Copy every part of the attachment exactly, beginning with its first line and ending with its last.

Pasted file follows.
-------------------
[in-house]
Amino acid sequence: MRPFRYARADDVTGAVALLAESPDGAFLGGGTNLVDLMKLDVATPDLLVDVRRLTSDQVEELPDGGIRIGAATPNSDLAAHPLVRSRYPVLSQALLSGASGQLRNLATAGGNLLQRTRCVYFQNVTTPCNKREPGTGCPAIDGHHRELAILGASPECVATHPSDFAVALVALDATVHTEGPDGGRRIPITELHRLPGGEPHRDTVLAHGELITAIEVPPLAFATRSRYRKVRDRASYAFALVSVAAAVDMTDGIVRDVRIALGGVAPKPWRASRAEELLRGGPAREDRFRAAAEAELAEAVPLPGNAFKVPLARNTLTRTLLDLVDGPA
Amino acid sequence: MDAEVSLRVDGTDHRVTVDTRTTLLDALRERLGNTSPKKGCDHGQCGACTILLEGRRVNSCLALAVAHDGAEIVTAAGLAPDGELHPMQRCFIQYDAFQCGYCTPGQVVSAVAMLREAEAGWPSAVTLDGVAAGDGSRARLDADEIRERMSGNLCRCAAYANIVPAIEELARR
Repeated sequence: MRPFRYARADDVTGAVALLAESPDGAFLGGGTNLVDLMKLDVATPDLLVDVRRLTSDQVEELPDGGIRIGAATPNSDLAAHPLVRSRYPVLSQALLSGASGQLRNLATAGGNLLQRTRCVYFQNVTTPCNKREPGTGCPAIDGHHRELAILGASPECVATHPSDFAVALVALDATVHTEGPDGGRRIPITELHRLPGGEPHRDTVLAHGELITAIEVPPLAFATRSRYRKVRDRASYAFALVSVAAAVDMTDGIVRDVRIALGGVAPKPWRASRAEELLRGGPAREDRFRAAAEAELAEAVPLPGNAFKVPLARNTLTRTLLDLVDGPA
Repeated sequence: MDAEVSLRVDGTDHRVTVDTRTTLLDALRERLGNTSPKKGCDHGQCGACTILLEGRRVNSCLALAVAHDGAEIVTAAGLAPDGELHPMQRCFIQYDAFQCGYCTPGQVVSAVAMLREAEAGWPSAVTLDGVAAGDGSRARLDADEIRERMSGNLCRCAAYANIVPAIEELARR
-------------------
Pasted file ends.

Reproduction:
[in-house]
Amino acid sequence: MRPFRYARADDVTGAVALLAESPDGAFLGGGTNLVDLMKLDVATPDLLVDVRRLTSDQVEELPDGGIRIGAATPNSDLAAHPLVRSRYPVLSQALLSGASGQLRNLATAGGNLLQRTRCVYFQNVTTPCNKREPGTGCPAIDGHHRELAILGASPECVATHPSDFAVALVALDATVHTEGPDGGRRIPITELHRLPGGEPHRDTVLAHGELITAIEVPPLAFATRSRYRKVRDRASYAFALVSVAAAVDMTDGIVRDVRIALGGVAPKPWRASRAEELLRGGPAREDRFRAAAEAELAEAVPLPGNAFKVPLARNTLTRTLLDLVDGPA
Amino acid sequence: MDAEVSLRVDGTDHRVTVDTRTTLLDALRERLGNTSPKKGCDHGQCGACTILLEGRRVNSCLALAVAHDGAEIVTAAGLAPDGELHPMQRCFIQYDAFQCGYCTPGQVVSAVAMLREAEAGWPSAVTLDGVAAGDGSRARLDADEIRERMSGNLCRCAAYANIVPAIEELARR
Repeated sequence: MRPFRYARADDVTGAVALLAESPDGAFLGGGTNLVDLMKLDVATPDLLVDVRRLTSDQVEELPDGGIRIGAATPNSDLAAHPLVRSRYPVLSQALLSGASGQLRNLATAGGNLLQRTRCVYFQNVTTPCNKREPGTGCPAIDGHHRELAILGASPECVATHPSDFAVALVALDATVHTEGPDGGRRIPITELHRLPGGEPHRDTVLAHGELITAIEVPPLAFATRSRYRKVRDRASYAFALVSVAAAVDMTDGIVRDVRIALGGVAPKPWRASRAEELLRGGPAREDRFRAAAEAELAEAVPLPGNAFKVPLARNTLTRTLLDLVDGPA
Repeated sequence: MDAEVSLRVDGTDHRVTVDTRTTLLDALRERLGNTSPKKGCDHGQCGACTILLEGRRVNSCLALAVAHDGAEIVTAAGLAPDGELHPMQRCFIQYDAFQCGYCTPGQVVSAVAMLREAEAGWPSAVTLDGVAAGDGSRARLDADEIRERMSGNLCRCAAYANIVPAIEELARR